An Architecture of Complexity: The Challenges of Radicalization of Islam and Islamization of Radicalism in Western Sahel

Violent extremism and Jihadism in Western Sahel are the result of interlocking conflicts. Civil strife and regional (or global) conflict form a nexus. Conflict becomes intractable. And the inability of government to resolve normal social tensions, let alone the challenges caused by the effects of climate change, youth unemployment, poverty and food insecurity, make them open to intervention by outside players motivated more by geopolitical calculations than local concerns. Foreign players can be divided in two main categories.

Firstly, Jihadists, by exploiting local situations, can make civil strife more deadly than their own actions. Secondly, global powers use Africa as a surrogate terrain for their global power play. As this paper argues, this architecture of complexity leads to the conclusion that there is no one terrorism in the Sahel but many and each requires a different approach. By the same token, the theoretical debate about whether we are witnessing a radicalization of Islam or an Islamization of Radicalism is irrelevant. This paper argues that there a continuum between the two extremes.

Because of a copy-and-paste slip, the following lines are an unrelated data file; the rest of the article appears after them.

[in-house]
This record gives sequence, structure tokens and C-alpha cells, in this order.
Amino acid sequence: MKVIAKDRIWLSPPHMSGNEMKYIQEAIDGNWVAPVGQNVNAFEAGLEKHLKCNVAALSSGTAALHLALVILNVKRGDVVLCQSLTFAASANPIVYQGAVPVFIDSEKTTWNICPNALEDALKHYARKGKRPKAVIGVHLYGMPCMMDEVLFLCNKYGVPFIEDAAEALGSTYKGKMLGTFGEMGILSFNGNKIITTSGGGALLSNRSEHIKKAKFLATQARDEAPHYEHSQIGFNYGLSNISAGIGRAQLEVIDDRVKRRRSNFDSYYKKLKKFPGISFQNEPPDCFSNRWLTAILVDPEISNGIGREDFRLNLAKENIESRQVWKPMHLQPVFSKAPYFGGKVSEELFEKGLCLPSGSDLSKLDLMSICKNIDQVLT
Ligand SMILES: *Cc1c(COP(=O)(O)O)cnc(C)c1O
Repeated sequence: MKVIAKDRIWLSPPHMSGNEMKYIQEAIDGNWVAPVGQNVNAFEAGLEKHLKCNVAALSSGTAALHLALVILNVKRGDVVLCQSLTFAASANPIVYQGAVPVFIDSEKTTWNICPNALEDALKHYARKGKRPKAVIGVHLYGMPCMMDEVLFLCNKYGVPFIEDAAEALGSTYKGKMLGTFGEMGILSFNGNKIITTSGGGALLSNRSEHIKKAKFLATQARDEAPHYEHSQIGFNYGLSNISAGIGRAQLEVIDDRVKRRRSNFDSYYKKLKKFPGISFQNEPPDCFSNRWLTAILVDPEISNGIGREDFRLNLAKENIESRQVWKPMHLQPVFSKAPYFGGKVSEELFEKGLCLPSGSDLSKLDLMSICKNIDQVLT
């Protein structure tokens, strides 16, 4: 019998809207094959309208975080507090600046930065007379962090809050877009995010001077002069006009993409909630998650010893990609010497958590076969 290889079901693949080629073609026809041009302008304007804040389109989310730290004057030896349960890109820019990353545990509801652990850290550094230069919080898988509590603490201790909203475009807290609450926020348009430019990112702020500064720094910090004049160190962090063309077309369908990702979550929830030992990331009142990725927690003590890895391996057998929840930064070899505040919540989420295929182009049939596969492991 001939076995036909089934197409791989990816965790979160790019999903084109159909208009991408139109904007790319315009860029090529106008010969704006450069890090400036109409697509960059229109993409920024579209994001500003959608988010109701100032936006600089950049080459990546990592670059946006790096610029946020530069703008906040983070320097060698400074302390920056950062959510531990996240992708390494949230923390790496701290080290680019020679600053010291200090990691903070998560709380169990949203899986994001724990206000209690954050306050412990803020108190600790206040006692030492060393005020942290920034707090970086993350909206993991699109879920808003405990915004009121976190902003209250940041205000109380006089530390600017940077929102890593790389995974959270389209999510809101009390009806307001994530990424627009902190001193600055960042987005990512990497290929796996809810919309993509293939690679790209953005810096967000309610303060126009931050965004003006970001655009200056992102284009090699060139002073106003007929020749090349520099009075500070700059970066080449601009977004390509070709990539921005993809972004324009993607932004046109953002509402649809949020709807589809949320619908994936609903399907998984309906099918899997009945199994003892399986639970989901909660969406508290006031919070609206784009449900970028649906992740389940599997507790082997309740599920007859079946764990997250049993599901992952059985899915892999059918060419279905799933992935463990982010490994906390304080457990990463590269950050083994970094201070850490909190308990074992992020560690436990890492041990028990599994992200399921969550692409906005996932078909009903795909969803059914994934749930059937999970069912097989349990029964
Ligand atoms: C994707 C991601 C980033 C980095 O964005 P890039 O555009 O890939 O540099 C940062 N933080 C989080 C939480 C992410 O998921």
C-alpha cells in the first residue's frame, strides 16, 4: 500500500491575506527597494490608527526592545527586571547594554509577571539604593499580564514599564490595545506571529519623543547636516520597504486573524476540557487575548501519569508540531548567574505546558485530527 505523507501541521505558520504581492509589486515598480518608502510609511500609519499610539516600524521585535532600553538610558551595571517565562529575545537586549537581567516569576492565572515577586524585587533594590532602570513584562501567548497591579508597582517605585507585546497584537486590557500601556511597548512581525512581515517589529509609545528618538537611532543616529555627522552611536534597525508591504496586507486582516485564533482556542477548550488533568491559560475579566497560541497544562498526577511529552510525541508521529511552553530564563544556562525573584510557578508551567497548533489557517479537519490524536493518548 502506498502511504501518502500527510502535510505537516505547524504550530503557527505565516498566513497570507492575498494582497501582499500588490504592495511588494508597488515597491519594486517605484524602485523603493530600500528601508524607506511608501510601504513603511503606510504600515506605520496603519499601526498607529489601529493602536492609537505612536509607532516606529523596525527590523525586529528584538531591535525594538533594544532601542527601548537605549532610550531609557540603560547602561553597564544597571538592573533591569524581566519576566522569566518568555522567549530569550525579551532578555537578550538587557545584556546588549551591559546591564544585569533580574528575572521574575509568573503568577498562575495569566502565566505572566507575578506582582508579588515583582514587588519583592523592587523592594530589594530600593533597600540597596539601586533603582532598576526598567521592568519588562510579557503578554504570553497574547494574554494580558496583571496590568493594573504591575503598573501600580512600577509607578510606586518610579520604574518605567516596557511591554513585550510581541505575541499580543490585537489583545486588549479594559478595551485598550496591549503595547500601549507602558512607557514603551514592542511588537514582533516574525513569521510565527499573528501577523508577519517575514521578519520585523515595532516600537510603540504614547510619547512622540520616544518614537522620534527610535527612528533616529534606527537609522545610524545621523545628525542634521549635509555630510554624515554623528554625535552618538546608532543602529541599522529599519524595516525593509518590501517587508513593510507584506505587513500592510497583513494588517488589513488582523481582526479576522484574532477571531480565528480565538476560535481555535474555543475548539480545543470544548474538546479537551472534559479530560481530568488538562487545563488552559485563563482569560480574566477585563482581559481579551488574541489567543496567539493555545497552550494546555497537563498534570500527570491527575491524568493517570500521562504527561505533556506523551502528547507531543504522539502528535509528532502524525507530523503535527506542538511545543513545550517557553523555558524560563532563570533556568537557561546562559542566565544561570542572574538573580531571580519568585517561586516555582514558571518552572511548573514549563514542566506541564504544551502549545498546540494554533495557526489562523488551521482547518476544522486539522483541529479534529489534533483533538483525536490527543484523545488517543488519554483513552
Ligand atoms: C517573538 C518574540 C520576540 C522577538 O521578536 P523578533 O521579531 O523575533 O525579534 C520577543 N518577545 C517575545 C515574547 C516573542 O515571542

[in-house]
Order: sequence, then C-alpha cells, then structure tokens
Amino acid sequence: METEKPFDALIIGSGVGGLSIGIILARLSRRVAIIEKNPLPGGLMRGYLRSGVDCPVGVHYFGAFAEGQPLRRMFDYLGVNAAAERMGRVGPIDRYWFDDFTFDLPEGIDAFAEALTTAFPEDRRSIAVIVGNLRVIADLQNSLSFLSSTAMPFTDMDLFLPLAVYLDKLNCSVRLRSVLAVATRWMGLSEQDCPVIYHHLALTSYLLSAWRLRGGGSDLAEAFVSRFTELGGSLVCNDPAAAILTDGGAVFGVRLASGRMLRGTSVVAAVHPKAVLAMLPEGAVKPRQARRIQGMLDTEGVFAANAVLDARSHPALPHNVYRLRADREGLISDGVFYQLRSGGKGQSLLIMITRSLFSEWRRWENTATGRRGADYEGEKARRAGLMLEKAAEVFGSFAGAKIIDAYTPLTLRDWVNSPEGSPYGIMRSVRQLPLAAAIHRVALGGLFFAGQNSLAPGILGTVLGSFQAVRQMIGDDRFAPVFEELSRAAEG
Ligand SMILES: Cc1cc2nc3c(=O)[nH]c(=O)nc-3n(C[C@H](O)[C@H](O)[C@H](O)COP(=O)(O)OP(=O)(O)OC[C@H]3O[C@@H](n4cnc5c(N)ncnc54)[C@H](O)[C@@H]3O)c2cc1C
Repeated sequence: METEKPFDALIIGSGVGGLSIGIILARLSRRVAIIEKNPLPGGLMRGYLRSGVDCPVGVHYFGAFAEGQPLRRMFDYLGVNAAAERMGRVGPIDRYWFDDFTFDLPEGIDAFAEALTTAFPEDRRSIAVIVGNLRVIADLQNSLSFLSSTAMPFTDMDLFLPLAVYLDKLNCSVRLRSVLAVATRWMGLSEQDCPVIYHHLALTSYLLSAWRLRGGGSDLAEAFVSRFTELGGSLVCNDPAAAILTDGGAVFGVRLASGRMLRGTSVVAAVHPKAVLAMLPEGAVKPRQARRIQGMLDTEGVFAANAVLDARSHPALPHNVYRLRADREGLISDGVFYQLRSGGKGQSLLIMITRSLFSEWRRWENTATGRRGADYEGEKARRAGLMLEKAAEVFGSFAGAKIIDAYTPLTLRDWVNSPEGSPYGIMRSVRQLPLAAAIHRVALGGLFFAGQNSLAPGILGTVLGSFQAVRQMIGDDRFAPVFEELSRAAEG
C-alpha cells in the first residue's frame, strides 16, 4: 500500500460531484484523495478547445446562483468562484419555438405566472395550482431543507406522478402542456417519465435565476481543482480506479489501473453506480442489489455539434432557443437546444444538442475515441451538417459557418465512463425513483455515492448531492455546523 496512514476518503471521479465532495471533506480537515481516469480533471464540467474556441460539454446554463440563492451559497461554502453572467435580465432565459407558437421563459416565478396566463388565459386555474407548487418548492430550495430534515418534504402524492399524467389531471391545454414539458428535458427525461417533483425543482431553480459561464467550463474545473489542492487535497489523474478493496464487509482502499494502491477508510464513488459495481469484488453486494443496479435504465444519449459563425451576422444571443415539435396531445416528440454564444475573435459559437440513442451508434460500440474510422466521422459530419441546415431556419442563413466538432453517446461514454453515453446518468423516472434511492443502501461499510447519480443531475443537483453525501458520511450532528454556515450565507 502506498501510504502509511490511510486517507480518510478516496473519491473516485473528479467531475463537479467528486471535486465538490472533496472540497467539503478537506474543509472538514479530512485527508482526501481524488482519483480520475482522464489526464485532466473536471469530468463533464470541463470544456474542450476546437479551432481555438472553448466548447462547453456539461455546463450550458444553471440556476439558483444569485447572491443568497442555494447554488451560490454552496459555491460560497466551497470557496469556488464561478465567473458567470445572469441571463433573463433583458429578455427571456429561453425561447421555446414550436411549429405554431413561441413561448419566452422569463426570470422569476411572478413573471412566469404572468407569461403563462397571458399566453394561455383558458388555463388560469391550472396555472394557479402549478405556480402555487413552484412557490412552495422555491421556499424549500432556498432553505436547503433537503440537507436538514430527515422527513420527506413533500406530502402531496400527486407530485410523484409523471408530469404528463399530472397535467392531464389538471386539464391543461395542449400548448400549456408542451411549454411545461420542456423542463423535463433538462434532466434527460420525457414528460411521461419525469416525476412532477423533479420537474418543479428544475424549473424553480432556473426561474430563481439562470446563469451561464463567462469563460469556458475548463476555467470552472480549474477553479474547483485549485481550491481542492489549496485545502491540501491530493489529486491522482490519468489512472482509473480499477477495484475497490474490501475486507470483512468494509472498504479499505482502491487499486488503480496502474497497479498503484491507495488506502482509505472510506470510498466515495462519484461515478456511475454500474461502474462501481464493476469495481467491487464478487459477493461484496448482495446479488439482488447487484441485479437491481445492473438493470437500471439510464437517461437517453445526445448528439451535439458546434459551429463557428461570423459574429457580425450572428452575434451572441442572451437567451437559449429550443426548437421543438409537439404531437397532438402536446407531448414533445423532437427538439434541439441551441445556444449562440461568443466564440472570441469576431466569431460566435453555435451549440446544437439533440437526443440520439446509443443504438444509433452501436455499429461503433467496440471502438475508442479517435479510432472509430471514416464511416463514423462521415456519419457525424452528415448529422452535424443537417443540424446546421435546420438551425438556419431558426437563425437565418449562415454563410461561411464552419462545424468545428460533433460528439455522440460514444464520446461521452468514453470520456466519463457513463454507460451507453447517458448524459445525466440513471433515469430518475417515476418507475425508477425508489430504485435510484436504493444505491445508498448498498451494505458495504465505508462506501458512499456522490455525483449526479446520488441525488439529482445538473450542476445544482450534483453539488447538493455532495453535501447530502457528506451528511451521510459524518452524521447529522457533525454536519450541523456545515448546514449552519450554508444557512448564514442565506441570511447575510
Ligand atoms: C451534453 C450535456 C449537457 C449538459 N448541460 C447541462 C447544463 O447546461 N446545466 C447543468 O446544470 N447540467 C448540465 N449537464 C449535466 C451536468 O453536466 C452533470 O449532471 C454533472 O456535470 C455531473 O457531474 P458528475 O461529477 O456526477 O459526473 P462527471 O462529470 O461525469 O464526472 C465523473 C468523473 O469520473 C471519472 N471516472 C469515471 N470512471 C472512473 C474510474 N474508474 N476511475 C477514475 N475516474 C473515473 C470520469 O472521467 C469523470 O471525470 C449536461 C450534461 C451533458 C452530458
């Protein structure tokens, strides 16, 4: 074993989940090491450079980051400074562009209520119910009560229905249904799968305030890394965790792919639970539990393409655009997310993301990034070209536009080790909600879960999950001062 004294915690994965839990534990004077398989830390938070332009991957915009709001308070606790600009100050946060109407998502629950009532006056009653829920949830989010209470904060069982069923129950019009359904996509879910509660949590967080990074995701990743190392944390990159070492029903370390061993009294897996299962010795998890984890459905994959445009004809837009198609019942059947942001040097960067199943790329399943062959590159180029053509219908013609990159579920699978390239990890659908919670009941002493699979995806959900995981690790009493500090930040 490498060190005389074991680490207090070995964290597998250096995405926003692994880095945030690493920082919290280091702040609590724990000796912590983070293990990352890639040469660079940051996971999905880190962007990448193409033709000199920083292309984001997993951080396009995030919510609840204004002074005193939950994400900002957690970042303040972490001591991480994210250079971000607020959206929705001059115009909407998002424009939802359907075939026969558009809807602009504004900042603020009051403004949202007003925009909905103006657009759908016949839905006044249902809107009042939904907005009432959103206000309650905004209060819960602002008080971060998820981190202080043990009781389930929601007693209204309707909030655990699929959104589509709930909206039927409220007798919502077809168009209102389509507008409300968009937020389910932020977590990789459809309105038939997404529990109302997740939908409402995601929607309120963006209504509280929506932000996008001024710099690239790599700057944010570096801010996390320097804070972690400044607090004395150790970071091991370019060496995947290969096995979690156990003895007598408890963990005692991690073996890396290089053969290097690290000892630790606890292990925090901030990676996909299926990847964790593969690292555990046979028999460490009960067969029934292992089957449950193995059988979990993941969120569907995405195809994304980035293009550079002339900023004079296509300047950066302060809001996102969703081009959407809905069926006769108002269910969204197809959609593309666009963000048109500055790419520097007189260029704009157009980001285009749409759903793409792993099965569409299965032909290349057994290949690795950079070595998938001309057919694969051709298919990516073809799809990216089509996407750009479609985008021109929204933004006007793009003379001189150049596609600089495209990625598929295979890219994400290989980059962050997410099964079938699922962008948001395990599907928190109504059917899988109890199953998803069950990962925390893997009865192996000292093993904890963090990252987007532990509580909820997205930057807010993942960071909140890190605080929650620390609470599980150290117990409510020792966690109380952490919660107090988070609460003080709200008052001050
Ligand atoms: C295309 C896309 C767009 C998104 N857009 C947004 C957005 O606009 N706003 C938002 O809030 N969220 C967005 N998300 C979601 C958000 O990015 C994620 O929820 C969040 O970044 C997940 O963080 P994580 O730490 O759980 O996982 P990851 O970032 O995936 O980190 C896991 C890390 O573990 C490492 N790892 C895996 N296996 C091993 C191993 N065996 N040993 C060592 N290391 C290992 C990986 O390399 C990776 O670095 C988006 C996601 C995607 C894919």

Marcel Kitissou

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Reflections on living and dying nations: Space and time in Africa geopolitcs

Reflections on living and dying nations: Space and time in Africa geopolitcs

International Journal of African Studies, Vol. 1, No. 1, March 2021, pp. 14-23.